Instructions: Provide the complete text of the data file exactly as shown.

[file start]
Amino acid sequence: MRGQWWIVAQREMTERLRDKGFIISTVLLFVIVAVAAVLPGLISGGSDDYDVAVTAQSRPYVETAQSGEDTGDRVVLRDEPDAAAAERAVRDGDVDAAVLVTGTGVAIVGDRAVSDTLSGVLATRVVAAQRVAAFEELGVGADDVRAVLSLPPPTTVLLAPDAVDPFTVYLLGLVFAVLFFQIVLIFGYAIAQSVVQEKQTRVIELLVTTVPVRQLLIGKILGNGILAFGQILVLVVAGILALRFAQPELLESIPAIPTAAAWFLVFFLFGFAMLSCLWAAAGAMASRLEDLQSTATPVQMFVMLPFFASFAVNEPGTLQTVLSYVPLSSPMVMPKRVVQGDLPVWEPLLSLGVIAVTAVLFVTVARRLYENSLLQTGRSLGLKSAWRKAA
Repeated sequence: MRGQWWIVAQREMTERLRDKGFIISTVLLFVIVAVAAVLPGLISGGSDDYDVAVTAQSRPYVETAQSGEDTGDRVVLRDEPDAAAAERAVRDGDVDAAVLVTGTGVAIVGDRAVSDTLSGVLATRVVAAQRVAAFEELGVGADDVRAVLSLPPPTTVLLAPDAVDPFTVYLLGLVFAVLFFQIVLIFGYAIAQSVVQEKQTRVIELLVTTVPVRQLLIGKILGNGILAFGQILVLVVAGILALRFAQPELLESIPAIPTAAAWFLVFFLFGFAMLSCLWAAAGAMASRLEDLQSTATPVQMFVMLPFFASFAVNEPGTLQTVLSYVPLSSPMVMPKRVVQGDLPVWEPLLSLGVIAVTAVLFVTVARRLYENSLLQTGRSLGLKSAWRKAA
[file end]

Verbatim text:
Amino acid sequence: MRGQWWIVAQREMTERLRDKGFIISTVLLFVIVAVAAVLPGLISGGSDDYDVAVTAQSRPYVETAQSGEDTGDRVVLRDEPDAAAAERAVRDGDVDAAVLVTGTGVAIVGDRAVSDTLSGVLATRVVAAQRVAAFEELGVGADDVRAVLSLPPPTTVLLAPDAVDPFTVYLLGLVFAVLFFQIVLIFGYAIAQSVVQEKQTRVIELLVTTVPVRQLLIGKILGNGILAFGQILVLVVAGILALRFAQPELLESIPAIPTAAAWFLVFFLFGFAMLSCLWAAAGAMASRLEDLQSTATPVQMFVMLPFFASFAVNEPGTLQTVLSYVPLSSPMVMPKRVVQGDLPVWEPLLSLGVIAVTAVLFVTVARRLYENSLLQTGRSLGLKSAWRKAA
Repeated sequence: MRGQWWIVAQREMTERLRDKGFIISTVLLFVIVAVAAVLPGLISGGSDDYDVAVTAQSRPYVETAQSGEDTGDRVVLRDEPDAAAAERAVRDGDVDAAVLVTGTGVAIVGDRAVSDTLSGVLATRVVAAQRVAAFEELGVGADDVRAVLSLPPPTTVLLAPDAVDPFTVYLLGLVFAVLFFQIVLIFGYAIAQSVVQEKQTRVIELLVTTVPVRQLLIGKILGNGILAFGQILVLVVAGILALRFAQPELLESIPAIPTAAAWFLVFFLFGFAMLSCLWAAAGAMASRLEDLQSTATPVQMFVMLPFFASFAVNEPGTLQTVLSYVPLSSPMVMPKRVVQGDLPVWEPLLSLGVIAVTAVLFVTVARRLYENSLLQTGRSLGLKSAWRKAA